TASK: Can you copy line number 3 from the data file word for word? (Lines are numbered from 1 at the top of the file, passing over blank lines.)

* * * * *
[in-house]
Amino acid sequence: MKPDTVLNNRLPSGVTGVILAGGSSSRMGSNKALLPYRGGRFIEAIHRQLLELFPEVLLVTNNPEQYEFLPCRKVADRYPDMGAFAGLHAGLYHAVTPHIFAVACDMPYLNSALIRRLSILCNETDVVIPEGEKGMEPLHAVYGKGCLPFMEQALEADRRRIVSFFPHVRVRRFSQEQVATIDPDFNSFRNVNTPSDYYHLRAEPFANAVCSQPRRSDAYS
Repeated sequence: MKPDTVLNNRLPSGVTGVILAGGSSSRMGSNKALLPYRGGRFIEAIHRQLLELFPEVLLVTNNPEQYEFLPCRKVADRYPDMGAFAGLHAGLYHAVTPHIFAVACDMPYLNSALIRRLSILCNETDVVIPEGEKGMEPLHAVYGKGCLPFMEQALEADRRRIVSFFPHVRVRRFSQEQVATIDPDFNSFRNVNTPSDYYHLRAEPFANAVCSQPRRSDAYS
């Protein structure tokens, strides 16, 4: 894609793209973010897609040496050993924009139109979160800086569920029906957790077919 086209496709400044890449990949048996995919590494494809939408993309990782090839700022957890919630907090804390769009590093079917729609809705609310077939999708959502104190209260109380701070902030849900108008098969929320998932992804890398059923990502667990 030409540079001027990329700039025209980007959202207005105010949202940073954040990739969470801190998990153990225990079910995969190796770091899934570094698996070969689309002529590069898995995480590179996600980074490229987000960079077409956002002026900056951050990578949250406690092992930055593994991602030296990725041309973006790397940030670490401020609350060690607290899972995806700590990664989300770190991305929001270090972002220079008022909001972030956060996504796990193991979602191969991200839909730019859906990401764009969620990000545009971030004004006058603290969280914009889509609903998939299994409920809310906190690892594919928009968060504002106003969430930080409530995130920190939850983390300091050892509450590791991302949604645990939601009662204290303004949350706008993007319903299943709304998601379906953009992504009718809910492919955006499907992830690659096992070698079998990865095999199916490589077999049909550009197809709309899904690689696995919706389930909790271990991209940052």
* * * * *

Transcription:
Repeated sequence: MKPDTVLNNRLPSGVTGVILAGGSSSRMGSNKALLPYRGGRFIEAIHRQLLELFPEVLLVTNNPEQYEFLPCRKVADRYPDMGAFAGLHAGLYHAVTPHIFAVACDMPYLNSALIRRLSILCNETDVVIPEGEKGMEPLHAVYGKGCLPFMEQALEADRRRIVSFFPHVRVRRFSQEQVATIDPDFNSFRNVNTPSDYYHLRAEPFANAVCSQPRRSDAYS